By Jonathan Shikes
By Alex Brown
By Cafe Society
By Samantha Alviani
By Lori Midson
By Mark Antonation
By Loren Lorenzo
By Nate Hemmert
Okay, so it's not very often that I come down on the same side intellectually and ideologically as the folks from People for the Ethical Treatment of Animals. As a matter of fact, it's not very often that I can stand to be in the same room with any of them for more than, say, ten minutes without wanting to strangle them, myself or one of whatever animal they're defending that week. But when it comes to fish restaurants in aquariums (like Aquarium, see review), it seems that PETA and I have reached a certain détente.
Last year, PETA was served up a nice big chunk of moral high ground by Fish and Fisheries magazine, which studied more than 500 research papers on fish intelligence and came to the conclusion that fish -- previously thought to be the retards of the deep -- are actually rather smart. According to the magazine, fish are "steeped in social intelligence, pursuing Machiavellian strategies of manipulation, punishment and reconciliationexhibiting stable cultural traditions and cooperating to inspect predators and catch food."
And while I read something like that and think that we, as mammals, ought to be out in the oceans right now with spear guns, hunting down any fish that show even the slightest tendency toward "pursuing Machiavellian strategies" of anything, lest we are someday faced by an army of really pissed-off flounder looking for a little payback, the PETA people see this as evidence that fish are intelligent, caring, feeling critters that ought to be protected from us thumb-having jerks on dry land who want nothing more than to catch 'em, skin 'em and dress 'em for dinner with a little salt and lemon.
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"Cognitively, fish compare favorably with dogs and cats," says Bruce Friedrich, director of farmed-animal campaigns at PETA. "And, you know, even recreational fishing involves putting a hook through a fish's mouth and dragging him behind a boat. That would be felony-level cruelty to animals if you did it with a dog."
No, that would be hilarious -- depending on the breed of the dog. Golden retriever? Not so funny. But a Pomeranian? Laugh riot.
Still, Friedrich and I do agree on one thing: Putting a fish restaurant in an aquarium is just plain stupid. "Like serving poodle burgers at a dog show," he says.
And while neither stupidity nor PETA's year-old "Fish Empathy" campaign (which focuses mostly on education, with the website www.fishinghurts.com; billboards featuring a dog with a hook through its mouth; leaflets and fliers detailing the dangers of eating fish flesh contaminated by mercury, PCBs, DDT and Dioxin; and generally getting the word out about fish-smarts research since, for a change, "the science is absolutely on our side," Friedrich says) have been enough to sink the Aquarium restaurant at Denver's Downtown Aquarium, there are times when I back the animal-loving, vegetable-eating, monkey-freeing fish freaks 100 percent.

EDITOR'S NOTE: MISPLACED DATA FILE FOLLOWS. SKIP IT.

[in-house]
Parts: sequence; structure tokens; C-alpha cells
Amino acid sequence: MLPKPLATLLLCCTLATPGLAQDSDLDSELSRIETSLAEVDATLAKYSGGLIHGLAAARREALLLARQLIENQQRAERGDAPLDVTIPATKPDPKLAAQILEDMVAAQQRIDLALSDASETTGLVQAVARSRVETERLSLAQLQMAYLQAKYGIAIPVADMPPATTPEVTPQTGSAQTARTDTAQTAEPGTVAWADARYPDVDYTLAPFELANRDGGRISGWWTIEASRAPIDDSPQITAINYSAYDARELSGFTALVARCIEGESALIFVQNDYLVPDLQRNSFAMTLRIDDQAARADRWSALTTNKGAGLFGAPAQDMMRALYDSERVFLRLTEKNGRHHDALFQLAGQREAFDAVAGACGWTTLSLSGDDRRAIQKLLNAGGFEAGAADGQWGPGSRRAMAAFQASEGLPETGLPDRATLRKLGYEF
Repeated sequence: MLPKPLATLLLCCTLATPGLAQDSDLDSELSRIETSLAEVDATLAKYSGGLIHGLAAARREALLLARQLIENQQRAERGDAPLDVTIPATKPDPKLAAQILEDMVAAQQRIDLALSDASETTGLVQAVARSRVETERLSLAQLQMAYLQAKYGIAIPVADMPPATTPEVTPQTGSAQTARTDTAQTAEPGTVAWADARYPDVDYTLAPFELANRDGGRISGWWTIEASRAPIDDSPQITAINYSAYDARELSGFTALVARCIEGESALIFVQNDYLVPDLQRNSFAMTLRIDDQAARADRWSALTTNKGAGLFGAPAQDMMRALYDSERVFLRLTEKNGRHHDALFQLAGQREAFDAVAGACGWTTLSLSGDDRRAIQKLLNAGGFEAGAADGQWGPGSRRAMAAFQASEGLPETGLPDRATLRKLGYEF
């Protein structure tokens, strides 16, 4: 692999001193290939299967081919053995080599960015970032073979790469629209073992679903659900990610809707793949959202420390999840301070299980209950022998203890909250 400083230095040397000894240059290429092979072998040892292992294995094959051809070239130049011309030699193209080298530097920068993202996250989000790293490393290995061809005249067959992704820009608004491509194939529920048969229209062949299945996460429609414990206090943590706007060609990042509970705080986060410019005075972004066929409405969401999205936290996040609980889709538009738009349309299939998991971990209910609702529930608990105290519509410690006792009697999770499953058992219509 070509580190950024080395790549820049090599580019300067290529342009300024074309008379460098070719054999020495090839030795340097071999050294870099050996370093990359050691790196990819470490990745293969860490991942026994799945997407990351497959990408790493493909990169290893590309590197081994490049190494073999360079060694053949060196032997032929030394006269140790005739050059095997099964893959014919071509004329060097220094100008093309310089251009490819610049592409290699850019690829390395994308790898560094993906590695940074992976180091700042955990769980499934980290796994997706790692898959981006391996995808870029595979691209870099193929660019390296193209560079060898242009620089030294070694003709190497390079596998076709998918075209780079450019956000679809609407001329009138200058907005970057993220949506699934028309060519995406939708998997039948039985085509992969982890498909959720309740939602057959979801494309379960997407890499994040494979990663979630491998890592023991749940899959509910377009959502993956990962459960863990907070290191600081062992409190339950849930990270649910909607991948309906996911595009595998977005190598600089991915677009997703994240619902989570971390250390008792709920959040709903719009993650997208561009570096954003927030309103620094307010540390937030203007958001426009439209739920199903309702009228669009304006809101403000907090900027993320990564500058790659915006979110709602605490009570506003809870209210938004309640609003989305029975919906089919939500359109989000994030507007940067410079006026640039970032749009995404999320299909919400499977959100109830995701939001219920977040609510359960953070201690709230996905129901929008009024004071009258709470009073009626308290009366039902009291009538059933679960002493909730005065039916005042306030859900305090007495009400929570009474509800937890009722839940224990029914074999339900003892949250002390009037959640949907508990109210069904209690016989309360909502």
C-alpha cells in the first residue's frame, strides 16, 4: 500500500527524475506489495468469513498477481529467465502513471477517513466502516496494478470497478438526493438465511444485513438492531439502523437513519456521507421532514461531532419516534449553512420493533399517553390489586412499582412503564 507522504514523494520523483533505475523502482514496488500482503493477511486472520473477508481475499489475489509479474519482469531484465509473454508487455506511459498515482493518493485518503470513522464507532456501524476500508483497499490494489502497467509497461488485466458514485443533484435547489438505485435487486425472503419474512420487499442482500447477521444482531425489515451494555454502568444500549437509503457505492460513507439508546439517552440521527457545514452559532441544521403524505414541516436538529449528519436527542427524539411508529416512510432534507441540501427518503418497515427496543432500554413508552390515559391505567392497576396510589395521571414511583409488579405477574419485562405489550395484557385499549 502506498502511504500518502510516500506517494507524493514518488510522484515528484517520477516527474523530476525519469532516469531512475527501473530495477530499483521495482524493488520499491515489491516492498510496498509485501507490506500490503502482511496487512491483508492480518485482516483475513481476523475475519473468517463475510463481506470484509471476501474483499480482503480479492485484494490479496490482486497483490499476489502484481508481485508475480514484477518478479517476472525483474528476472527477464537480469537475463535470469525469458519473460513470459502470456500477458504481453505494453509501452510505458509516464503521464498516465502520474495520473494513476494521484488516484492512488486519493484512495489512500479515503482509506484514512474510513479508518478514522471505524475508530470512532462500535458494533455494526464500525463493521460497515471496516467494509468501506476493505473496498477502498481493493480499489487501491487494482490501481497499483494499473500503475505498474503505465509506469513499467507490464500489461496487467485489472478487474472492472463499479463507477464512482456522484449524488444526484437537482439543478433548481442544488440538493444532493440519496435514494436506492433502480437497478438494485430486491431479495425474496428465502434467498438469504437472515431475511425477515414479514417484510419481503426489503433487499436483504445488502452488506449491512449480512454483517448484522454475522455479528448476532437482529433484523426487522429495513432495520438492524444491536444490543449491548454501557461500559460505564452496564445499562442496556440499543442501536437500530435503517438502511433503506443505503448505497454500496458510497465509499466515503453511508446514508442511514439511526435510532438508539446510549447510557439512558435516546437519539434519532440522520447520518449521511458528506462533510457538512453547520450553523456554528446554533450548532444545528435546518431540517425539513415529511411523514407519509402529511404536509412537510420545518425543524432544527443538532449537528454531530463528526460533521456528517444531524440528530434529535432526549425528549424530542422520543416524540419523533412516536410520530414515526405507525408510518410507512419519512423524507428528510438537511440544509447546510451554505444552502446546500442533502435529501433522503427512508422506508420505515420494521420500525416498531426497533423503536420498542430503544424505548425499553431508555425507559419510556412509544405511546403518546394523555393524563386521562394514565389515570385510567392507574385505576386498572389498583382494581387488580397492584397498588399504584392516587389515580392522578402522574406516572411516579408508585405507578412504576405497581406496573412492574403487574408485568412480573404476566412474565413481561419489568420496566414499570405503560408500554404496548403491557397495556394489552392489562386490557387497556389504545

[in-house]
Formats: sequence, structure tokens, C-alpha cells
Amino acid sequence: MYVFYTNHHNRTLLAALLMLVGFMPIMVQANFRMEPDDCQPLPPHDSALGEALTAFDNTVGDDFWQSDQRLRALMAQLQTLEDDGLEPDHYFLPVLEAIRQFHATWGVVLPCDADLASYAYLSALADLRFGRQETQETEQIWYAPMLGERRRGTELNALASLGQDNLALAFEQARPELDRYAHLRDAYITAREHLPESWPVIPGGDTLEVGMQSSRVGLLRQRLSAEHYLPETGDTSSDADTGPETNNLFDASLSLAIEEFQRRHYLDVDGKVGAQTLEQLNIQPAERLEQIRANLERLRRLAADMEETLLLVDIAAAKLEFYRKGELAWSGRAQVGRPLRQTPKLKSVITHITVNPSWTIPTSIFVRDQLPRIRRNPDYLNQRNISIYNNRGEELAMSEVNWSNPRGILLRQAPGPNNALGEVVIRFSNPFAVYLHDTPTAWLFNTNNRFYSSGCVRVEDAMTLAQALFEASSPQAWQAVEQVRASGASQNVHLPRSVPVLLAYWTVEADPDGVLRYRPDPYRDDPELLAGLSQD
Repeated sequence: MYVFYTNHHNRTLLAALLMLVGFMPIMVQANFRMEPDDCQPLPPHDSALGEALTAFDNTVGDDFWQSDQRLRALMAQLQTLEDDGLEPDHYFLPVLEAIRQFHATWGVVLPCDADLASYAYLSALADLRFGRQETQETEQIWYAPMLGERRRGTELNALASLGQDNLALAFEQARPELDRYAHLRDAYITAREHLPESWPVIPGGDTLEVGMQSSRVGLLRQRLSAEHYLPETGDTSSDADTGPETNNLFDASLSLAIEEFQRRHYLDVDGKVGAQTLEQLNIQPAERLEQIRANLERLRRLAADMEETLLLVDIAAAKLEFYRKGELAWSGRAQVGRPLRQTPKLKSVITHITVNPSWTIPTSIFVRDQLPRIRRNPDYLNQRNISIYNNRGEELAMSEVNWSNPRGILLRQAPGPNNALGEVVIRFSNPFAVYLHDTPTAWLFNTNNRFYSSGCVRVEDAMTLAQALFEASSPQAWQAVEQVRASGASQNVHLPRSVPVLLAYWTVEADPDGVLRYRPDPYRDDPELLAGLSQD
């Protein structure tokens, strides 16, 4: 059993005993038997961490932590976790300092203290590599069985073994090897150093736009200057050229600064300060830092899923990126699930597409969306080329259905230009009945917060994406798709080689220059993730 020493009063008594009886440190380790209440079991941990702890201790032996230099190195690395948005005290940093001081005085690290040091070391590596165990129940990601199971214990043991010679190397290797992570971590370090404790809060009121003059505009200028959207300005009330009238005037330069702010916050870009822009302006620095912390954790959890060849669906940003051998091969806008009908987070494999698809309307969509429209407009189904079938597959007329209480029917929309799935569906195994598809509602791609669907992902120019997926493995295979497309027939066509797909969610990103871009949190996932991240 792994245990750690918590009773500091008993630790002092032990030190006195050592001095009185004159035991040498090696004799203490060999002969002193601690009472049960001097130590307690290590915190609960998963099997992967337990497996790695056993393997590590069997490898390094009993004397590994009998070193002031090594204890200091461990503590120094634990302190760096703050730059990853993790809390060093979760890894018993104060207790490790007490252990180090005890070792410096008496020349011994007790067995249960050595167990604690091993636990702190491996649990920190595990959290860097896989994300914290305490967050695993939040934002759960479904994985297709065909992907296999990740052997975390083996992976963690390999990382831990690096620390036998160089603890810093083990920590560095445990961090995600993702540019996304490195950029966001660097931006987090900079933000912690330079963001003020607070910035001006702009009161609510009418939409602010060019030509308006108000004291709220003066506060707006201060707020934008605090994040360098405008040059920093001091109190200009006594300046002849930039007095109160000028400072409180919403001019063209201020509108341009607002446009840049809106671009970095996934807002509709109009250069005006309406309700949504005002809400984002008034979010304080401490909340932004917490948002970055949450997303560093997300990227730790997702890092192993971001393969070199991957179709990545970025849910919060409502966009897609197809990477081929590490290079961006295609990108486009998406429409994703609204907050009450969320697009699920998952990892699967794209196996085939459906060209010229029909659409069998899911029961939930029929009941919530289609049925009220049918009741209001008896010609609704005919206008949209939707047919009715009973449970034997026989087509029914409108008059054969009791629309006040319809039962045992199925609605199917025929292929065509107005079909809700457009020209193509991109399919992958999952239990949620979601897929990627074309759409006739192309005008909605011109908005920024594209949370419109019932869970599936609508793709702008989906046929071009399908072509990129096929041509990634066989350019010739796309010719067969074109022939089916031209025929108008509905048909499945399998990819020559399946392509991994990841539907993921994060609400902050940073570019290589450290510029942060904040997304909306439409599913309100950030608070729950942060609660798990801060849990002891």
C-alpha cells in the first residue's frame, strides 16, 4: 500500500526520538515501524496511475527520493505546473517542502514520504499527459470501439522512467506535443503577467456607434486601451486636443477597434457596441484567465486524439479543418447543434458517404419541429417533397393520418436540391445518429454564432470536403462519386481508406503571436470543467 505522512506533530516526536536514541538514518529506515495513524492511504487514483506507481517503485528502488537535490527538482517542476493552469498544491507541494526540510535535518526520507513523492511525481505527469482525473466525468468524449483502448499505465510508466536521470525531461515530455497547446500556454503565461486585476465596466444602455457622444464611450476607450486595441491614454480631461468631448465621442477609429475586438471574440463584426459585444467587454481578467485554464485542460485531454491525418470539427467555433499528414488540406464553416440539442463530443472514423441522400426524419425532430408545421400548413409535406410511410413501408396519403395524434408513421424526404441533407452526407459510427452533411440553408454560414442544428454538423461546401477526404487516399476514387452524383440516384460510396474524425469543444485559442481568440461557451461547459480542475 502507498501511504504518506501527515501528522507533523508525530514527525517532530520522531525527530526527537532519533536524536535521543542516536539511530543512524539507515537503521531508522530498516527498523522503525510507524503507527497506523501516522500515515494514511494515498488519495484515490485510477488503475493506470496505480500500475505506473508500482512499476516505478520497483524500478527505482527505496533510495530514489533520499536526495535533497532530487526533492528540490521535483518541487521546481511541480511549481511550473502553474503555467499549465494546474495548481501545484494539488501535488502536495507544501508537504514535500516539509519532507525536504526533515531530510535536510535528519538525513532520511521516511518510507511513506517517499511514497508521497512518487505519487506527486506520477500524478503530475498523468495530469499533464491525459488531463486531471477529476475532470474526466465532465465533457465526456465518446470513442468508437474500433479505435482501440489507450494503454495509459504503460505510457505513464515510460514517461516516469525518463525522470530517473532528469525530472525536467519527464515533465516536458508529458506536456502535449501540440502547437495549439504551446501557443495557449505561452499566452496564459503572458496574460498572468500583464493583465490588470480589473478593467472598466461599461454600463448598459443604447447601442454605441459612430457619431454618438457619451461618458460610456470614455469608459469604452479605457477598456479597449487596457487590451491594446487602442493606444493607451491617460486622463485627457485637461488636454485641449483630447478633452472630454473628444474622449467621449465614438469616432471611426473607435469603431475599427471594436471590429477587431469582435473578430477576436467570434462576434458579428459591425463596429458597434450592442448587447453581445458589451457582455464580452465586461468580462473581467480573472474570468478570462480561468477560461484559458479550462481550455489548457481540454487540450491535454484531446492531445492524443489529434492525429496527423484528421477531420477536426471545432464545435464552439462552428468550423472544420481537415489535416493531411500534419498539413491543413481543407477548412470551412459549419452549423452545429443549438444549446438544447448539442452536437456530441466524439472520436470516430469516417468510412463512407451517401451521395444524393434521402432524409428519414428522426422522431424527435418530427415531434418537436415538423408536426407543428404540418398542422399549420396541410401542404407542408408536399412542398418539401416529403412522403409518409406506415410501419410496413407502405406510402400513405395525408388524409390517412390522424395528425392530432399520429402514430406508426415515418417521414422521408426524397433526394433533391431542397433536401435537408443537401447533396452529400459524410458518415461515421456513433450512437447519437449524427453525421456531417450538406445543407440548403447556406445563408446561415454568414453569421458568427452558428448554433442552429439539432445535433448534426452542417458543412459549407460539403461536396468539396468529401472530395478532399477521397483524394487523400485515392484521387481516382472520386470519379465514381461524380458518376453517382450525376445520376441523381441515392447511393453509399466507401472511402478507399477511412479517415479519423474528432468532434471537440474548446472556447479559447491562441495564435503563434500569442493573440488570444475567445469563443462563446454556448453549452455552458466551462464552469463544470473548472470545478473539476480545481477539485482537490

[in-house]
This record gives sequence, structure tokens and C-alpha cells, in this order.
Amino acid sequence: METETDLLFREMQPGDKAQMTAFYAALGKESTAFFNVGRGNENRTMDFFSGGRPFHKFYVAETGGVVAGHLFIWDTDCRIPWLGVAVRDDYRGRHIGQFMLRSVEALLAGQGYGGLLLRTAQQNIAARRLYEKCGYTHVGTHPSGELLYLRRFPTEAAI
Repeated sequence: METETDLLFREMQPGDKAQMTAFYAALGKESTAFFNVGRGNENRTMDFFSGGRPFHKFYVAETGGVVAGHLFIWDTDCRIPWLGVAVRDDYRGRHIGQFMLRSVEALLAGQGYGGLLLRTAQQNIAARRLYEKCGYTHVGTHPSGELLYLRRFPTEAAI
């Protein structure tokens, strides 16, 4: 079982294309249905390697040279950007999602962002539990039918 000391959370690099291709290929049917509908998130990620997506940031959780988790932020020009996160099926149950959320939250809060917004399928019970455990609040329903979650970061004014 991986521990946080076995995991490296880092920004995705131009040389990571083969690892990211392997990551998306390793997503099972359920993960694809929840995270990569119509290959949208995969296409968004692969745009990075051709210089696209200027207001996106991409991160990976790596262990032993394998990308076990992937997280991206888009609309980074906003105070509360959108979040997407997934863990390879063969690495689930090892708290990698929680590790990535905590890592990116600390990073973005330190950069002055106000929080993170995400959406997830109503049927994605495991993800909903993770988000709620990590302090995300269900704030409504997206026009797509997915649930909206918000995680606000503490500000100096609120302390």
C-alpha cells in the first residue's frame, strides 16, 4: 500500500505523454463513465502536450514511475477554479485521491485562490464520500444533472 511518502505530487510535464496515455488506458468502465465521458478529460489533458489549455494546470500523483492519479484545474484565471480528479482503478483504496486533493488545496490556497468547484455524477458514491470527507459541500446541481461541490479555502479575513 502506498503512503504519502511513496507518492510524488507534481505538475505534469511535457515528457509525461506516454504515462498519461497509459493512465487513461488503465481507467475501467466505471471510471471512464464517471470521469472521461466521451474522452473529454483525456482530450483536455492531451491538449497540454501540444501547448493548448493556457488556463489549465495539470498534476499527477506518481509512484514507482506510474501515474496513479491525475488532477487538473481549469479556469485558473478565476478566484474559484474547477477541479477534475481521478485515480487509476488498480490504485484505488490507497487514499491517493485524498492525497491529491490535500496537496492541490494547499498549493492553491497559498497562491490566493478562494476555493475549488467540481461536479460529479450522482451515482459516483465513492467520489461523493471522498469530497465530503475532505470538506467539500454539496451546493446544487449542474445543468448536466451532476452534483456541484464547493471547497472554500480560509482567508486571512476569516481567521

For example, when the Fish Empathy folks went after the Aquarium of the Pacific in Long Beach, California, this year for having a cafeteria that served fish. Nothing really came of the fight. (PETA activist Karin Robertson, who runs the fishinghurts website, sent complaint letters that were roundly ignored by aquarium management.) Other aquarium/restaurant operations have received letters of protest since then, but the Landry's outposts aren't among them. "Most aquariums don't serve fish in their restaurants, anyway," Friedrichs notes.
Why not? Because it's stupid. Because unless that restaurant lets me sit next to the tank and point to the fish I want to eat for dinner, it's pointless. And a little fucking creepy, to be honest. I may not have the sort of moral qualms that Friedrich, his Fish Empathists and the rest of the PETA faithful do with eating fish, but we're on the same page with the aquarium/restaurant thing. It's simply a bad idea, and the fact that so many people leap at the chance to dive into popcorn shrimp and sea bass fillets and fried catfish dinners while oohing and aahing over how pretty all the other fish are just makes me dislike my fellow man that much more.
Besides, if all that research about fish understanding the basic ideas of manipulation, punishment and reconciliation is accurate, what's to say that fish don't understand revenge? Personally, I think they do. I think they understand revenge perfectly. And I think those little bastards at the Aquarium are up to something.
Just one more reason for me never to return.
Dead like me: Last week I was chasing down rumors about a possible move to the neighborhood just northwest of the Aquarium by Radek Cerny, one of my on-again/off-again (and currently on-again) favorite chefs. He's the man who owns and runs the brilliantly ego-driven L'Atelierin Boulder, a place that sits right across Pearl Street from Frasca -- one of the best restaurants anywhere -- yet still manages to turn tables every night (even though his situation is the equivalent of being the guy who owns the little bistro across the street from the French Laundry).
I'd heard that Cerny -- who's been looking for a second location for L'Atelier for the last year or so -- had finally settled on a space at the edge of the Highland neighborhood in the old Olinger Mortuary at 1575 Boulder Street, where Lola will move a few months from now. "Nah," he said when I got him on the phone. "That's not true. Olinger's? I was looking, but it was too much money."